It’s a crowd-pleasing display in the kitchen: onlookers oohing and aahing over the magical tricks that induction cooktops unleash while heating food. Owners in love with the new technology show off the sleek glass tops and gush about how fast it heats and how they’d never go back to their old electric models. But what is induction cooking? Is it really so much better than other cooking options? Let’s explore the buzz – and yes, there is an actual buzz to explore.
Induction technology uses a powerful magnet to create heat energy in cookware placed on the cooktop’s glass ceramic surface. Unlike traditional burners, induction heats only the cookware – not a burner or the glass top itself. It’s hard to believe but true: you can place your palm right next to a boiling pot – be careful, because the pot itself is hot - and the glass cooktop remains cool. The technology certainly offers a few surreal, “am I really seeing this?” moments, particularly for avid foodies. But like any new technology, induction has both pluses and minuses:
Plus: It’s safer. No more turning on a burner and heating it by mistake. With induction cooking, no pot, no heat. This advantage boosts the safety factor in the kitchen, particularly for families with young children or seniors.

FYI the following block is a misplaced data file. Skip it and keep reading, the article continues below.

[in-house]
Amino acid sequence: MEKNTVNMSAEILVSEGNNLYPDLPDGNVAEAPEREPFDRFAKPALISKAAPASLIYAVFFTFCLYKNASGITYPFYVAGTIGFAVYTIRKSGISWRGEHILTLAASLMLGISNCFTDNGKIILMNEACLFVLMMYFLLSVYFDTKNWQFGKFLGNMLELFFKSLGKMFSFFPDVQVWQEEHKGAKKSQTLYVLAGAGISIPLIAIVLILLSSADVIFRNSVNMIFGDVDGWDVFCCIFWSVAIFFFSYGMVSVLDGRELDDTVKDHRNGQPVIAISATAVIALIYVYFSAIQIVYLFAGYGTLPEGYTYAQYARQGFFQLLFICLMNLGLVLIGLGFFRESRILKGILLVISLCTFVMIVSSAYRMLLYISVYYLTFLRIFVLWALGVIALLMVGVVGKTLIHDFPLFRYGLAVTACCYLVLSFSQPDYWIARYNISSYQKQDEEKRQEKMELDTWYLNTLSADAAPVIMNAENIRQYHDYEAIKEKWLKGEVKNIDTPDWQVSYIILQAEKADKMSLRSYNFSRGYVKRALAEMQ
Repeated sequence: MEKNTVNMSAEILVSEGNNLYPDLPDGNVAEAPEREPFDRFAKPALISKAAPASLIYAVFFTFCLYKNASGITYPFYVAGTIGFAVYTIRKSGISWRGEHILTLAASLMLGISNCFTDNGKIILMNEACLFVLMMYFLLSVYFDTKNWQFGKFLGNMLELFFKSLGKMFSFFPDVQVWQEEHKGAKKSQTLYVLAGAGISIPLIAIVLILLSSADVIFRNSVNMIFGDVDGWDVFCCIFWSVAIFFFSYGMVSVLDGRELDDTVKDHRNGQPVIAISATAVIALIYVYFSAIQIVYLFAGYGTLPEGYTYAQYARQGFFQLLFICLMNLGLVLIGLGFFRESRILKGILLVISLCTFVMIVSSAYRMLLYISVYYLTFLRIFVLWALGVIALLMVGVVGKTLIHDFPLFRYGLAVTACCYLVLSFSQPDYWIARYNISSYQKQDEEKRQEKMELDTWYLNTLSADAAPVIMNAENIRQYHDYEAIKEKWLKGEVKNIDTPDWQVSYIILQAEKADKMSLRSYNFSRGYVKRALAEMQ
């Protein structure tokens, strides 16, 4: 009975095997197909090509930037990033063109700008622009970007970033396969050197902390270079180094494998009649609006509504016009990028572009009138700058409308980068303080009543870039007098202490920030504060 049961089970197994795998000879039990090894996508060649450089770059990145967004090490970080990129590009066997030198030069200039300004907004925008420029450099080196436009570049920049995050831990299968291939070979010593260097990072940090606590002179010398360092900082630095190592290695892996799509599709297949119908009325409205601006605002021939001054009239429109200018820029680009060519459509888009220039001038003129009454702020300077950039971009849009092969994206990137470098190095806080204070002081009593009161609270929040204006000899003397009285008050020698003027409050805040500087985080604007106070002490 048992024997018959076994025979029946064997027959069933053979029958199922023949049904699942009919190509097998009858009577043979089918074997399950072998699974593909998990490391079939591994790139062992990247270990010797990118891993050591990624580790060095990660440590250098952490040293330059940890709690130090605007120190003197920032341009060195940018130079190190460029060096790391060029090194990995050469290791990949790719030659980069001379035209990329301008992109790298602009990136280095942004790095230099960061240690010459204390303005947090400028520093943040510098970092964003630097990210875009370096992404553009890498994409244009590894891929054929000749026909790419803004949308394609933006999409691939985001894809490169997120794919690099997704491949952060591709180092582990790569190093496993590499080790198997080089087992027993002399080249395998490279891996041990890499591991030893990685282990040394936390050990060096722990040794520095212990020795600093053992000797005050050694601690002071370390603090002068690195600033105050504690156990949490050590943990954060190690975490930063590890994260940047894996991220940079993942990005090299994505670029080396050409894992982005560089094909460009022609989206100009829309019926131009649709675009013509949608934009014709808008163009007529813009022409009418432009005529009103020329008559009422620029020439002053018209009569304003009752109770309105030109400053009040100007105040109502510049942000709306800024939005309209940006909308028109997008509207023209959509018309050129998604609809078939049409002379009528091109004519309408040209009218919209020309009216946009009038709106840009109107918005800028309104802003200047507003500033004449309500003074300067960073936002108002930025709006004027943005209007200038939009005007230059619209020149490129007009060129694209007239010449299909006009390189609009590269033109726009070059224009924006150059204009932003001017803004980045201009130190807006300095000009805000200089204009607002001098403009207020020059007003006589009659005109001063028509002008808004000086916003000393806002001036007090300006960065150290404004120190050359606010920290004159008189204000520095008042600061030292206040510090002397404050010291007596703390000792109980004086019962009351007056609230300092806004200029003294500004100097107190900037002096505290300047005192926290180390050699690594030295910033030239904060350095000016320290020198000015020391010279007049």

Plus: It’s faster and more precise. The technology boils six quarts of water two to four minutes quicker than traditional options. It also offers lightning-quick response when you adjust temperature and superb control at low levels for exceptional simmering or warming. Dinner’s on the table faster with less burning.
Plus: It uses less energy. Because the technology heats only the cookware, the appliance uses less electricity and reduces excess heat in the kitchen. Utility bills may be lower thanks to the appliance and an A/C that doesn’t have to work as hard.
Minus: It’s pricey! Because induction cooktops are the newest, snazziest technology, they are more expensive than more traditional options. Prices have begun to moderate, but they still cost significantly more.
Minus: You need new cookware. Say goodbye to some favorite pans, because induction cooktops require special cookware. Anything else simply won’t heat up.
Minus: It can be noisy. Induction cooktops hum or buzz, particularly when set at high levels. The noise is more apparent with lighter cookware.
Minus: It interferes with digital devices. Got a handy digital meat or candy thermometer? Your new appliance’s magnetic field will interfere with its operation. Hello, analog thermometers! Further, people with cardiac pacemakers should speak to their doctors before buying or using an induction cooktop.
Is induction cooking for you? If it is, enjoy impressing friends and family with its wow factors. And rest assured that Service America’s expert technicians repair and maintain even the newest appliance technologies.
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